4. Stop at the Tokyo Metropolitan Government Building
If you are looking for the best view of Tokyo, this is the place to be! With free entry and less crowds than the Skytree or Tokyo Tower, you’re better off stopping there while you are in Shinjuku neighborhood.
When you get in the government building you are welcomed by a great smile from the receptionist – “Welcome to Japan” and directed to the observatory on the 45th floor! If you are the kind of claustrophobic person, do not worry. It takes only 50 seconds to go up. When the doors open, you are on the top of the world or should I say on the top of Tokyo with a 360-degree panoramic view. The great surprise is the public piano where visitors and Tokyoite can play; trust me you will love to hear music with this marvelous view!
+ TIPS: You can admire the city and Mt. Fuji when the sky is clear. The sunset from there is also beautiful.
5. Shibuya crossing
Well known as the busiest intersection in the world, Shibuya crossing is a mandatory stop for an Instagram picture! It is also the “entrance” of the crowned district. Shibuya is also a great place for shopping (Harajuku area) and dining.
+ TIPS: You might want to grab a coffee and sit at the Starbucks or at Shibuya station, where you can have a great view from either.
6. Meiji Jingu shrine and park
Meiji Jingu is a Shinto shrine in the Shibuya district surrounded by a beautiful park. This park acts as the green lungs, the place where Tokyoite and visitors love to get lost! All the pathways you pass huge wooden Japanese gates (torii). Most of the trees have been donated by people… You can imagine how much people love this special place. On the way to the temple, a large collection of sake barrels called kazaridaru is also offered every year and used for religious festivals at the Shrine. In front of the Japanese sake barrels, I was so amazed to see barrels of the finest French wines. Always proud to see French stuff around … Sorry to be French!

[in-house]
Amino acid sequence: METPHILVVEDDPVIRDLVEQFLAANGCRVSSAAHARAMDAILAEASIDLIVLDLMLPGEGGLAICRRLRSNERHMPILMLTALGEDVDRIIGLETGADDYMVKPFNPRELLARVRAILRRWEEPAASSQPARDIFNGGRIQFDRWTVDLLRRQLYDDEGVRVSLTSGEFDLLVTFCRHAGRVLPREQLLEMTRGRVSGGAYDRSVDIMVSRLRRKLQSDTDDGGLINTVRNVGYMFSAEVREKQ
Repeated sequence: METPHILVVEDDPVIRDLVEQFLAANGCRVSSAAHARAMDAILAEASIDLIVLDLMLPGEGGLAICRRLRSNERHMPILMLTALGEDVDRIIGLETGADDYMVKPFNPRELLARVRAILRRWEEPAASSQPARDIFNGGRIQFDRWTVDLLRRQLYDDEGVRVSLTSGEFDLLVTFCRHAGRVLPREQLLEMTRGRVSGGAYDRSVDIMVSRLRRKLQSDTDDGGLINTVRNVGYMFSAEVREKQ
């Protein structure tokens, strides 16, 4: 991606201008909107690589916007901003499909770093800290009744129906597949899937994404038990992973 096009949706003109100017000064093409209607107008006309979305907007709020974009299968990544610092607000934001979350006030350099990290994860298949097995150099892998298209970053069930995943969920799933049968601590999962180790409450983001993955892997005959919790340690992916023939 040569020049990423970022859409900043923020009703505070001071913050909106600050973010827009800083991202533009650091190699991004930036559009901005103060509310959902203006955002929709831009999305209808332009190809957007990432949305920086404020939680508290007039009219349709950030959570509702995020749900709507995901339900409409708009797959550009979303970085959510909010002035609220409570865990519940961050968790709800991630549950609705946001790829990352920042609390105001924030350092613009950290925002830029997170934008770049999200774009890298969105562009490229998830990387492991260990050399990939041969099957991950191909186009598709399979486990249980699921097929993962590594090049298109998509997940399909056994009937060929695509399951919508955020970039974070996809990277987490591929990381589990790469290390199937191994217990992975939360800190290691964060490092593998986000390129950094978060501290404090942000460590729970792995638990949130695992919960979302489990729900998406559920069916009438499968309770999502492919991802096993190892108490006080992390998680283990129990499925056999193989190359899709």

Thanks to the peaceful atmosphere, you arrive at the shrine relaxed and ready to explore the beauty of the Japanese heritage. The Meiji Jingu Shrine was built and dedicated to the spirits of Emperor Meiji and Empress Shoken and going to this place is such a unique experience of the Japanese culture.
+ TIPS: Many ceremonies, weddings, and rituals take place throughout the year, check out the program while you organize your trip.
7. Anime Kart ride in Tokyo
Are you looking for something fun to do in Tokyo? Here you are!
The kart ride is a great idea if you wish to visit the town differently. For an hour you will experience the drive in Tokyo dressed as a Pikachu or your favorite anime character and visit the areas you’d probably never go. People love to see the karts and take pictures, so I am probably on many mobile phone photo galleries! I booked my tour with “Asakusa Samuraikart” which was great as they were very helpful and secure.
+ TIPS: I’d recommend booking the tour in advance (preferably on Sundays for less traffic) and get insurance (around 500Y per person). Do not forget to translate your driving license. The Asakusa Samuraikart lends costumes. You should arrive 20 minutes in advance.
8. The crazy, electronic Akihabara
Akihabara is the game and cosplay district; if you love gaming and manga, this is your place. As a feminist, I would not talk about the maid cafes (expensive coffee where you are served by a young lady dress up as a maid) but more about the funny shops and games you will find there.
I went to Akihabara to please the hubby, but now I think this is something you must see with your own eyes. From the gamers at the Sega tower, to the claw crane (which I prefer), this neighborhood is one of the fun aspects of Tokyo. Take a picture in a “Purikura” photo booth, where all the young Japanese girls customize pictures with friends!
Next time !